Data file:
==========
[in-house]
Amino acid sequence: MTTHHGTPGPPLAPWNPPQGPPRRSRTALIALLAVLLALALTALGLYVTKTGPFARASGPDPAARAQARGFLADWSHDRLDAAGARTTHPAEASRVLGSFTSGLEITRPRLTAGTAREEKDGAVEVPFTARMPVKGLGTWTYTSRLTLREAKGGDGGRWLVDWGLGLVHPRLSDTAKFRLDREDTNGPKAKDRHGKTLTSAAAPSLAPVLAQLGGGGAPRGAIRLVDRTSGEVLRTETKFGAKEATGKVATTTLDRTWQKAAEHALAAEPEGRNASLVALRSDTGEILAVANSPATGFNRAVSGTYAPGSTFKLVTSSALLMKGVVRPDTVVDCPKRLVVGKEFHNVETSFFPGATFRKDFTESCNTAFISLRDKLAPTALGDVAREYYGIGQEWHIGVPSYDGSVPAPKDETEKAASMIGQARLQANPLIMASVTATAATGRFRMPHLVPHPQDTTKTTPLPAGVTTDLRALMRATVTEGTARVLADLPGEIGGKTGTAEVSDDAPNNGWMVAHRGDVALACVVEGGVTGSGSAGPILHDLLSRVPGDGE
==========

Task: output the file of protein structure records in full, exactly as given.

[in-house]
Amino acid sequence: MTTHHGTPGPPLAPWNPPQGPPRRSRTALIALLAVLLALALTALGLYVTKTGPFARASGPDPAARAQARGFLADWSHDRLDAAGARTTHPAEASRVLGSFTSGLEITRPRLTAGTAREEKDGAVEVPFTARMPVKGLGTWTYTSRLTLREAKGGDGGRWLVDWGLGLVHPRLSDTAKFRLDREDTNGPKAKDRHGKTLTSAAAPSLAPVLAQLGGGGAPRGAIRLVDRTSGEVLRTETKFGAKEATGKVATTTLDRTWQKAAEHALAAEPEGRNASLVALRSDTGEILAVANSPATGFNRAVSGTYAPGSTFKLVTSSALLMKGVVRPDTVVDCPKRLVVGKEFHNVETSFFPGATFRKDFTESCNTAFISLRDKLAPTALGDVAREYYGIGQEWHIGVPSYDGSVPAPKDETEKAASMIGQARLQANPLIMASVTATAATGRFRMPHLVPHPQDTTKTTPLPAGVTTDLRALMRATVTEGTARVLADLPGEIGGKTGTAEVSDDAPNNGWMVAHRGDVALACVVEGGVTGSGSAGPILHDLLSRVPGDGE